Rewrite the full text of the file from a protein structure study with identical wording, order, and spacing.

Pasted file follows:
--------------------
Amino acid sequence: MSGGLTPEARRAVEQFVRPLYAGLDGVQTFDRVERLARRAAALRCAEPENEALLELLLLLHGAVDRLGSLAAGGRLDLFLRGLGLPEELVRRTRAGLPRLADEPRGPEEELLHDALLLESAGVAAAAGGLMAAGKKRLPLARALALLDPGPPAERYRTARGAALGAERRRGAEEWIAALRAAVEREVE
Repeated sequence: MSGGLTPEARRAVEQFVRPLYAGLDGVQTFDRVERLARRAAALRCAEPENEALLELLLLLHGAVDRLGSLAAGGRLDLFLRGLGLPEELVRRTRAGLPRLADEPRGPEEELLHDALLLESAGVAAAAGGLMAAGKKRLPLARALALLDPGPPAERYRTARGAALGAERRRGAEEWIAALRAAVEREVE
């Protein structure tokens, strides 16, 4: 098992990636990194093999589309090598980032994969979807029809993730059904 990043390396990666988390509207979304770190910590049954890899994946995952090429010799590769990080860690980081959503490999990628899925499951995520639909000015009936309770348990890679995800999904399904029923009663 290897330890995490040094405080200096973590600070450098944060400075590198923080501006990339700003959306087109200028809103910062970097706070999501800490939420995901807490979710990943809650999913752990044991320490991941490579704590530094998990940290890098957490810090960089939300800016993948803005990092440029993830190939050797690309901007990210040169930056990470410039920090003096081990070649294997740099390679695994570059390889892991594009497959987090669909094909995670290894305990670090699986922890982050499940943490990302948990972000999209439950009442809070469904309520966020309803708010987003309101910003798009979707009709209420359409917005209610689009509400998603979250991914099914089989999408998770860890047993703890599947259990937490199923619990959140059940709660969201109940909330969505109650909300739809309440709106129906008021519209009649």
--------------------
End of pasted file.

Amino acid sequence: MSGGLTPEARRAVEQFVRPLYAGLDGVQTFDRVERLARRAAALRCAEPENEALLELLLLLHGAVDRLGSLAAGGRLDLFLRGLGLPEELVRRTRAGLPRLADEPRGPEEELLHDALLLESAGVAAAAGGLMAAGKKRLPLARALALLDPGPPAERYRTARGAALGAERRRGAEEWIAALRAAVEREVE
Repeated sequence: MSGGLTPEARRAVEQFVRPLYAGLDGVQTFDRVERLARRAAALRCAEPENEALLELLLLLHGAVDRLGSLAAGGRLDLFLRGLGLPEELVRRTRAGLPRLADEPRGPEEELLHDALLLESAGVAAAAGGLMAAGKKRLPLARALALLDPGPPAERYRTARGAALGAERRRGAEEWIAALRAAVEREVE
């Protein structure tokens, strides 16, 4: 098992990636990194093999589309090598980032994969979807029809993730059904 990043390396990666988390509207979304770190910590049954890899994946995952090429010799590769990080860690980081959503490999990628899925499951995520639909000015009936309770348990890679995800999904399904029923009663 290897330890995490040094405080200096973590600070450098944060400075590198923080501006990339700003959306087109200028809103910062970097706070999501800490939420995901807490979710990943809650999913752990044991320490991941490579704590530094998990940290890098957490810090960089939300800016993948803005990092440029993830190939050797690309901007990210040169930056990470410039920090003096081990070649294997740099390679695994570059390889892991594009497959987090669909094909995670290894305990670090699986922890982050499940943490990302948990972000999209439950009442809070469904309520966020309803708010987003309101910003798009979707009709209420359409917005209610689009509400998603979250991914099914089989999408998770860890047993703890599947259990937490199923619990959140059940709660969201109940909330969505109650909300739809309440709106129906008021519209009649």